How do you propose to meet the challenges posed by China in the Indian Ocean region and consequent maritime contingencies?
The Indian Navy is aware of deployments of various navies in the IOR and Gulf of Aden. Activities in the maritime domain are monitored closely by the Indian Navy. As a professional force, we evaluate the maritime security environment in the IOR, on a continuous basis. Capability and capacity in the form of force readiness and force planning of the Indian Navy is shaped to meet any challenges in the region.
In which sphere does the Atmanirbhar Bharat Abhiyaan drive make the biggest impact on Indian Navy’s operational assets?
On May 12, 2020, the Prime Minister had announced a ₹ 20 lakh crore economic relief package for ‘Atmanirbhar Bharat Abhiyaan’. Needless to say that, the government is taking steps to promote the indigenous industry. The Indian industry is evolving at a rapid pace and quality products are being manufactured within the country. This is being leveraged by Navy to develop systems and equipment to replace foreign origin items with indigenously developed ones.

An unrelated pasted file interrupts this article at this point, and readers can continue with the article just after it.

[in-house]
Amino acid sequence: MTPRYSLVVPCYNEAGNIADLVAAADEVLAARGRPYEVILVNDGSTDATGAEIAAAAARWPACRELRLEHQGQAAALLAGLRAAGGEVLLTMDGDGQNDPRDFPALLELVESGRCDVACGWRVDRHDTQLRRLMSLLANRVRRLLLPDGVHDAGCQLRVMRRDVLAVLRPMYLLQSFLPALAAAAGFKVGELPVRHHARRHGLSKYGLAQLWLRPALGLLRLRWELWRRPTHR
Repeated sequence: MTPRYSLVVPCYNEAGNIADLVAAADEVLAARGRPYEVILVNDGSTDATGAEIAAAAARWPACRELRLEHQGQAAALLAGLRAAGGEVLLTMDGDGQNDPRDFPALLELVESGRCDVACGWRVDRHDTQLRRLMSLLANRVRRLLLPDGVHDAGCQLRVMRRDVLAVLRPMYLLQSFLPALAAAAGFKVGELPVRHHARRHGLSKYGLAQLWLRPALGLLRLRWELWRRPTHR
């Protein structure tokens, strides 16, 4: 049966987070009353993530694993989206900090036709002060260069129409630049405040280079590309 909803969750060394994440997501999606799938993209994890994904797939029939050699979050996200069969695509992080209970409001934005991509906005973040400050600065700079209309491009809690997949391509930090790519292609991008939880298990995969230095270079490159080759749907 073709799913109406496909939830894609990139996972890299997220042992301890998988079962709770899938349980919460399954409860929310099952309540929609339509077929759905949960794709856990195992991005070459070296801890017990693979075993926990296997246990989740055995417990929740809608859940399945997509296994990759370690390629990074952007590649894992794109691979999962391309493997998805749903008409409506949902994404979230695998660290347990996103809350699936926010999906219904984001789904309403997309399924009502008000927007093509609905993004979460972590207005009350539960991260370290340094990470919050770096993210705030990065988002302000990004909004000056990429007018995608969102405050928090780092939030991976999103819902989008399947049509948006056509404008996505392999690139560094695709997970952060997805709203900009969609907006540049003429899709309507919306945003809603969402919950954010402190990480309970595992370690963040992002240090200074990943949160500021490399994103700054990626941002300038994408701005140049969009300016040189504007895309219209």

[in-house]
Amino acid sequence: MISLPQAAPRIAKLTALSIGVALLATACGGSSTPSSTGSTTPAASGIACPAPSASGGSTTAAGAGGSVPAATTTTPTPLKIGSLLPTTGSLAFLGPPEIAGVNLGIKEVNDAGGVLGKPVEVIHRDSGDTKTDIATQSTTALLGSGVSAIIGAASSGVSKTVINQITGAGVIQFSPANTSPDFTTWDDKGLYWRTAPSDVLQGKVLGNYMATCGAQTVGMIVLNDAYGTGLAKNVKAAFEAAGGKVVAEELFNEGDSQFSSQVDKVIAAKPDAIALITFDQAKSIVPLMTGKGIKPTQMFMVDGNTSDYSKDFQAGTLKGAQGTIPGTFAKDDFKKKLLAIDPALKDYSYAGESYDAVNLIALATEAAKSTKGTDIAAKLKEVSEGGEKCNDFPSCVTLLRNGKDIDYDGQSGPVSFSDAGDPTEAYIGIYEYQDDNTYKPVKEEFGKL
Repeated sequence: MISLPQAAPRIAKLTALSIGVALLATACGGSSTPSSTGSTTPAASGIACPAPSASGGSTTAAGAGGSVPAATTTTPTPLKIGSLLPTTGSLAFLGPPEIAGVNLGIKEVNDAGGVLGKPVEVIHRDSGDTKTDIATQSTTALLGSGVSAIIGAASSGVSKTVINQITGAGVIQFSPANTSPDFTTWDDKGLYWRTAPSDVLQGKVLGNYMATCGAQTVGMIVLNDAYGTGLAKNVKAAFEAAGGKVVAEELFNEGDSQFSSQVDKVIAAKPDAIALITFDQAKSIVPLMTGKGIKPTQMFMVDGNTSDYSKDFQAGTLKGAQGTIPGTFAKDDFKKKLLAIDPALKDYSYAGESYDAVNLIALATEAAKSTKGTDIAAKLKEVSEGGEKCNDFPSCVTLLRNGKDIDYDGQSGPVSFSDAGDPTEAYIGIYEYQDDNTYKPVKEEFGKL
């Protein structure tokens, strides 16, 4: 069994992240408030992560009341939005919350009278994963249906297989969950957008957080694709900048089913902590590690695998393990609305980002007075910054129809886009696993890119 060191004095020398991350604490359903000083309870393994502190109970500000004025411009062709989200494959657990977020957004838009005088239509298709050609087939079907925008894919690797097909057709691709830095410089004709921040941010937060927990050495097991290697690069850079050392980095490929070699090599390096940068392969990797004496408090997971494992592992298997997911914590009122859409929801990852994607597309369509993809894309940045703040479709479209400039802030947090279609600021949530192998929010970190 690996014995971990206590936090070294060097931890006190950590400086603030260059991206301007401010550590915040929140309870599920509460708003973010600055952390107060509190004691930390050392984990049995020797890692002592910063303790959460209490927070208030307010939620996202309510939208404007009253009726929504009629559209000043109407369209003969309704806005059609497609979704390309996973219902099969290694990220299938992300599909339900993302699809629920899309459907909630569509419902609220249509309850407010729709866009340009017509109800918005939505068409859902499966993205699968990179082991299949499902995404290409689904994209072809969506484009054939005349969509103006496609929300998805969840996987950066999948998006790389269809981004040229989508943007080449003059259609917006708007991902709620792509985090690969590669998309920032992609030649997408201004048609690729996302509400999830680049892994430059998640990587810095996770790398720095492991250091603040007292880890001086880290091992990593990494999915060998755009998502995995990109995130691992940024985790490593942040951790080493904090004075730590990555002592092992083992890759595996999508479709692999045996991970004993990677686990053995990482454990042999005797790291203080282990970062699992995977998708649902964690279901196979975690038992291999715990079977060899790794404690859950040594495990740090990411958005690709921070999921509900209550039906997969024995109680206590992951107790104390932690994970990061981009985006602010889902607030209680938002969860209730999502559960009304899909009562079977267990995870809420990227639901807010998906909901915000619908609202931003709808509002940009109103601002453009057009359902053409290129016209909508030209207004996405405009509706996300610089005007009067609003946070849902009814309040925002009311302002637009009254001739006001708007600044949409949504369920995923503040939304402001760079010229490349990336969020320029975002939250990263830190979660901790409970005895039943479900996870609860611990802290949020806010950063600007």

While we have achieved considerable progress in ‘Float’ and ‘Move’ category, indigenous development of high-end technologies, their translation into defence hardware, induction and standardisation in the ‘Fight’ category are the main focus areas for the Navy. ‘Self-Reliance’ and ‘Indigenisation’ have been foundational aspects in our force development plans over the last several decades. We have been able to transform from a ‘Buyer’s Navy’ to a ‘Builder’s Navy’. Shipbuilding and nation-building are synonymous and the Indian Navy is committed to ensure that indigenous shipbuilding delivers dividends, both technologically and economically.
While boosting domestic defence manufacturing, how would an import embargo plan and hiking foreign direct investment in defence manufacturing through automatic route to 74% reflect on the Navy’s acquisition plans?